How To: Easy Routine for Cleaning Your Makeup Brushes (Video)

It’s like wearing a retainer. You know it’s good for you but no one does it quite often as they should.

Cleaning your makeup brush regularly is the best way to ensure the life of your products. It helps your makeup apply more evenly and prevents contaminating the skin with oil, dirt, or bacteria. In an ideal world, you’d be able to clean your brushes after every use. However, in today’s busy world, ain’t nobody got time for that. Instead, you should aim to give your brushes a thorough cleanse about once every 2 weeks.

I used to loathe brush cleaning because cleaning even one brush seemed to take forever. I would used my fingers in a claw-like position to work soap into the bristles. However, no matter how long I agitated it for, it seemed like there was always more where that came from. I just couldn’t get all the makeup out.

It wasn’t until I started using a brush scrubber that I really began to see results. And I found that, although I still didn’t “look forward” to brush cleaning day, I eagerly anticipated the joy of seeing my brushes like new again.

I use this egg-style scrubber that I found on Amazon. There are many similar ones on Amazon and in retail stores these days, but this one has been working well for me so far.

I wrote out the instructions but then realized some steps may just be easier to see in video form. You’re spoiled for choice today because I’ve included both the video and the written instructions below (after the jump). Don’t say I never did anything for you.


  1. Wet the brush with warm water. Wet from the side and not in the direction of the handle to avoid damaging the glue that holds the bristles in place.
  2. With the scrubber on your finger, apply a few drops of brush cleaner to the surface. Avoid applying soap to the brush directly as, again, it can get lodged up in the base and damage the glue. I use Elf Brush Shampoo, which goes for just $3 a bottle and lasts quite a while. My roommate uses beautyblender brand soap. While I also have this and use it for my beautyblenders, for my brushes I think I get away just fine with the cheaper stuff.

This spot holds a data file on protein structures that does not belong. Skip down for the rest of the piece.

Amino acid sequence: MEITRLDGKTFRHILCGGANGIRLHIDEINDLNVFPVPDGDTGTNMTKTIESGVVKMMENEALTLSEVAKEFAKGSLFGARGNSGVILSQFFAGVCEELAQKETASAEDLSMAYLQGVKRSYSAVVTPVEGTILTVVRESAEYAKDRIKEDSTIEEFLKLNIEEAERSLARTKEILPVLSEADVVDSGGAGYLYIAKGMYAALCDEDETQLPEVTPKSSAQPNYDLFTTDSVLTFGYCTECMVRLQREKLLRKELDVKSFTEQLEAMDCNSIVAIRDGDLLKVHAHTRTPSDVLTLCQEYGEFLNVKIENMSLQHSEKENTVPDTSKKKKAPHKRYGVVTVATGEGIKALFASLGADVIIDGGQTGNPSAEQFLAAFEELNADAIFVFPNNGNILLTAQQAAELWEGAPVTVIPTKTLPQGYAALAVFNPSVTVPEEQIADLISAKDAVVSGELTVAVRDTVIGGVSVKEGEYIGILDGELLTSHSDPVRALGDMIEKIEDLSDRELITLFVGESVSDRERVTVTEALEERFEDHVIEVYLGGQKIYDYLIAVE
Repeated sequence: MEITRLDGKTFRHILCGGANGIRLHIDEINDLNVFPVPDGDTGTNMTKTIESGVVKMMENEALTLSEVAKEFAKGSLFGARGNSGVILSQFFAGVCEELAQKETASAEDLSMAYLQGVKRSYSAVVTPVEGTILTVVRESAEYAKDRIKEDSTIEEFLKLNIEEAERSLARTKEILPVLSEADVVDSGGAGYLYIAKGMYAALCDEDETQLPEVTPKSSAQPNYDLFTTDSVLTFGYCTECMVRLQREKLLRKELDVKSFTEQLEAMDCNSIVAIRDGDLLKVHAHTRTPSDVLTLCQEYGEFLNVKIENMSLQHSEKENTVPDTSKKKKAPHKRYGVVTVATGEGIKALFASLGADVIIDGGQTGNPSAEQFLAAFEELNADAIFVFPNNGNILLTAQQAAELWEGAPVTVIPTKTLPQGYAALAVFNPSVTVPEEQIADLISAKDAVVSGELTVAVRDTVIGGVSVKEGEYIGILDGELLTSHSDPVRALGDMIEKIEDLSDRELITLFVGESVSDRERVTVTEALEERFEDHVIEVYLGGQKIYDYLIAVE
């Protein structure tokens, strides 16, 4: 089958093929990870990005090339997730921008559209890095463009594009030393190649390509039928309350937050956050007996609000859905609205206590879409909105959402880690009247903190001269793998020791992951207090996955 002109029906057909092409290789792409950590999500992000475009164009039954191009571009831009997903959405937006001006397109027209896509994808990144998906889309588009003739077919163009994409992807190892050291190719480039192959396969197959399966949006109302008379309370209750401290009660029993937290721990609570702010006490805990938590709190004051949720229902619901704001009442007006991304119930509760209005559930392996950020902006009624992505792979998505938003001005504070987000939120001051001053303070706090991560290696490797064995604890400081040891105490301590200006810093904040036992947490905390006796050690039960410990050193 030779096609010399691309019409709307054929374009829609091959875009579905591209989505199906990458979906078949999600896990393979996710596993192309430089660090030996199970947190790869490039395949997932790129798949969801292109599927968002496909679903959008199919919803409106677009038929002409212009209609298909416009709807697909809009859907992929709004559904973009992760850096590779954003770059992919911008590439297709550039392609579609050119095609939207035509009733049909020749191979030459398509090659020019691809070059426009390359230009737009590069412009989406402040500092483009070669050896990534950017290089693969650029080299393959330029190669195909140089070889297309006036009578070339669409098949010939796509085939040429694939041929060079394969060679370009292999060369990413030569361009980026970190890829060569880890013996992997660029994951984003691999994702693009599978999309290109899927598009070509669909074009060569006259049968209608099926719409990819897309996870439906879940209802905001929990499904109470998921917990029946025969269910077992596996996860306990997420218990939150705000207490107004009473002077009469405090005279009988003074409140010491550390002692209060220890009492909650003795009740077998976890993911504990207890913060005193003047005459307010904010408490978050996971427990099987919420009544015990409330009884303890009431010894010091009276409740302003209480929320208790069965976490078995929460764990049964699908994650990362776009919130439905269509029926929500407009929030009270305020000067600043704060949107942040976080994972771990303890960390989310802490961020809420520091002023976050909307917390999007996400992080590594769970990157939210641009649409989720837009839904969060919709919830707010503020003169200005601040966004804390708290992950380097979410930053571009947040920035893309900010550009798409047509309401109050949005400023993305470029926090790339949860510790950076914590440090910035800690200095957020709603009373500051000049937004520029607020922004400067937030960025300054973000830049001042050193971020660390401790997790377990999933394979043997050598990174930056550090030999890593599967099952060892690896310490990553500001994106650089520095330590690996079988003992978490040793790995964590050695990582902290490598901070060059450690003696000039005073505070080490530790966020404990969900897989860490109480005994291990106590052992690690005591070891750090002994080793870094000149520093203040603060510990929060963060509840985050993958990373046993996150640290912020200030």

3. Start making strokes with the brush across the scrubber surface, against the grain of the ridges. Alternate these with circular motions. Rotate the brush every few strokes to make sure you are getting all bristles.
  4. Turn the brush on its sides and make sure to scrub those areas too.
  5. Alternate scrubbing and rinsing with water (both scrubber and brush), adding more soap if needed. You will gradually apply more pressure when scrubbing to access the product further and further buried in the bristles.
  6. When no more product shows up in the soap lather, rinse and towel dry. Set aside to air dry. I rest my brushes on their side on a paper towel with the handle end on the raised edge of my sink. Alternatively, a drying rack may be a useful option, especially if you use lots of brushes.
  7. Repeat for your other brushes. The round ridges at the top of the scrubber egg can be used to clean smaller brushes, such as those for eyes and lips.

If you currently go longer than 2 weeks between brush cleanings, it can take quite some time to get all the grime out the first time you use one of these. However, as many things in life, maintaining is much easier than establishing. After a routine gets established, the improved performance of your brushes (not to mention healthier skin) may alone be enough to help you stick with it.



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